Is Ddt Pesticide Linked To Alzheimer’s?

A consortium of agricultural growers association on Wednesday expressed its support for proposed government legislation that intends to strengthen pesticide control.

Officials of the Agrochemicals Association of Kenya (AAK), Fresh Produce Consortium (FPC), Cereal Growers Association (CGA) and Veterinary Inputs Suppliers Association of Kenya (VISAK) said the country has one of the best regulatory systems in the world and the most rigorous in Africa.

“Pesticides are one of the most highly regulated products in the world and the proposed bill and seven regulations to upgrade Kenya’s globally benchmarked pesticides control products act will maintain the world’s best risk protection for Kenyans,” said the AAK CEO Eric Kimunguyi.

He said pest control products must meet locally-approved standards as well as take approval by leading global pesticide regulators as a prerequisite for registration in the country, adding that no pesticide should be used in Kenya if it has not been approved by one of the world’s best pesticide regulators.

The new regulation aims at further strengthening the East African nation’s arduous pesticide control, which already prevents any pesticide from being sold in the country that has been banned as a health hazard or pollutant under the Rotterdam or Stockholm Conventions, to which Kenya is a signatory.

The new legislation will create an independent pesticide control product authority; upgrade the qualifications needed to run businesses and premises handling pesticides; make pesticide stock records compulsory, and move the labeling on pesticides sold in Kenya to the global systems of hazard warnings.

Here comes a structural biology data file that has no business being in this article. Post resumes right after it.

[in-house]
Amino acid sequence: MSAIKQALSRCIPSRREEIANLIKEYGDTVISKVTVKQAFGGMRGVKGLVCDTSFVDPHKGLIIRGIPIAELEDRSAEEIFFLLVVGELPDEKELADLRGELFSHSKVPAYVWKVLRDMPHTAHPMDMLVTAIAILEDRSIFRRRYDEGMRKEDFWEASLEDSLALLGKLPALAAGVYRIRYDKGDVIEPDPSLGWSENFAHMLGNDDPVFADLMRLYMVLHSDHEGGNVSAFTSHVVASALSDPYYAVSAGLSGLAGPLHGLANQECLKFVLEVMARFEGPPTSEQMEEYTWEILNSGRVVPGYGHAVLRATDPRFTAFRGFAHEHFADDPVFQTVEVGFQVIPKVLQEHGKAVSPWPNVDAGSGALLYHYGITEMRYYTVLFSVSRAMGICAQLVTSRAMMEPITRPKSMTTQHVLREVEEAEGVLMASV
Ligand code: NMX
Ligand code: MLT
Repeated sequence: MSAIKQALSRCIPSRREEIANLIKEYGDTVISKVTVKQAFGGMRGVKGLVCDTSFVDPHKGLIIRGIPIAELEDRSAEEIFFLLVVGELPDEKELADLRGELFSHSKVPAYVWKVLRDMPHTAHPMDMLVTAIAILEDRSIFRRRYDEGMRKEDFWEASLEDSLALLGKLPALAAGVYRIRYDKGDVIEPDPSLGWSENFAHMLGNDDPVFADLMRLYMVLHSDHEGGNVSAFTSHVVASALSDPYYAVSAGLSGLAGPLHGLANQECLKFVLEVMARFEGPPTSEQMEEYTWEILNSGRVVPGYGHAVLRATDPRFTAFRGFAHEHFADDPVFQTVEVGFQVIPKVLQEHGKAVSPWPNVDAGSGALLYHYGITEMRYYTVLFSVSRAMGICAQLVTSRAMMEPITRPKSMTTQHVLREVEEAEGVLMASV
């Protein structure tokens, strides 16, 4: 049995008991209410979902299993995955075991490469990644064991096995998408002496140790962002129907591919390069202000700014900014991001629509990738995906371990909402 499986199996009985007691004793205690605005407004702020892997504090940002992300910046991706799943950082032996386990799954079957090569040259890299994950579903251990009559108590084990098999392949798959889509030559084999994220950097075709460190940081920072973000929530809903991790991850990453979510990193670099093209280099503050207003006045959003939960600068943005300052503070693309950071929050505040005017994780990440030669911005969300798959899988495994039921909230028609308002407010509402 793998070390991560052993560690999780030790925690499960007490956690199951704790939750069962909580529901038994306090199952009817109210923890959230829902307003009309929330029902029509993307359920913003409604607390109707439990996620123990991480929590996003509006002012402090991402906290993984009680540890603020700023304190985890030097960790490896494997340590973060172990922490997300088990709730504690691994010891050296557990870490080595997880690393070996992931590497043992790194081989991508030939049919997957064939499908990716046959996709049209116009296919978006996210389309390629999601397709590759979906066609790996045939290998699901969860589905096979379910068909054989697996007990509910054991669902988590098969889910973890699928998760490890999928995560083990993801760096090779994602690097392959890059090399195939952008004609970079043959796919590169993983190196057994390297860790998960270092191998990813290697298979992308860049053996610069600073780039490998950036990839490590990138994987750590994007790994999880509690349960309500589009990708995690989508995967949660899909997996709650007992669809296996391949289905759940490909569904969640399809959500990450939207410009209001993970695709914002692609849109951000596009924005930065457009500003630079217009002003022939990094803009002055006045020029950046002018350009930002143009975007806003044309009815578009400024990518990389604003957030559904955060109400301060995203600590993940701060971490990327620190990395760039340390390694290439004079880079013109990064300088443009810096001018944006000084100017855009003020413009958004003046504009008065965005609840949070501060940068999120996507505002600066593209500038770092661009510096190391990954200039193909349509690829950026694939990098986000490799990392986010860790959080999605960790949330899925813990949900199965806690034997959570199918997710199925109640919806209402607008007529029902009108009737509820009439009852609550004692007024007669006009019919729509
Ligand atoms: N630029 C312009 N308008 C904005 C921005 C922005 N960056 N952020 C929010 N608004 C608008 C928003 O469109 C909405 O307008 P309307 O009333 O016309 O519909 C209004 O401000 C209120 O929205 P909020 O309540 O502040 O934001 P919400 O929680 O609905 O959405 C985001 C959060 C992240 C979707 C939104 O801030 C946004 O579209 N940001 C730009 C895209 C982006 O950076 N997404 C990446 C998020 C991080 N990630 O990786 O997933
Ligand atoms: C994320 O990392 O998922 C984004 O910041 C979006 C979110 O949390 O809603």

Ojepat Okisegere, the FPC CEO, said pesticides must be used responsibly in Kenya to increase food production.

“We are advocating for responsible use of the chemicals by educating people handling pesticides up to the last level personnel,” Okisegere said.

Maurice Ogutu, the VISAK vice chairman, said safe use of acaricides is important because non-use of the tick-controlling chemicals leads to high economic loss.

Kenya is not a heavy user of pesticides and according to world rankings calculated by the United Nations Food and Agriculture Organization, the country comes in as the 75th most intense user of pesticides out of 162 countries despite being Africa’s leading horticultural exporter.

Overall, the country uses an average of a quarter of a kilo of pesticides per hectare of agricultural land, compared with nearly 10 kg per hectare in Mauritius, and more than 2kg per hectare in Egypt and South Africa. Enditem.


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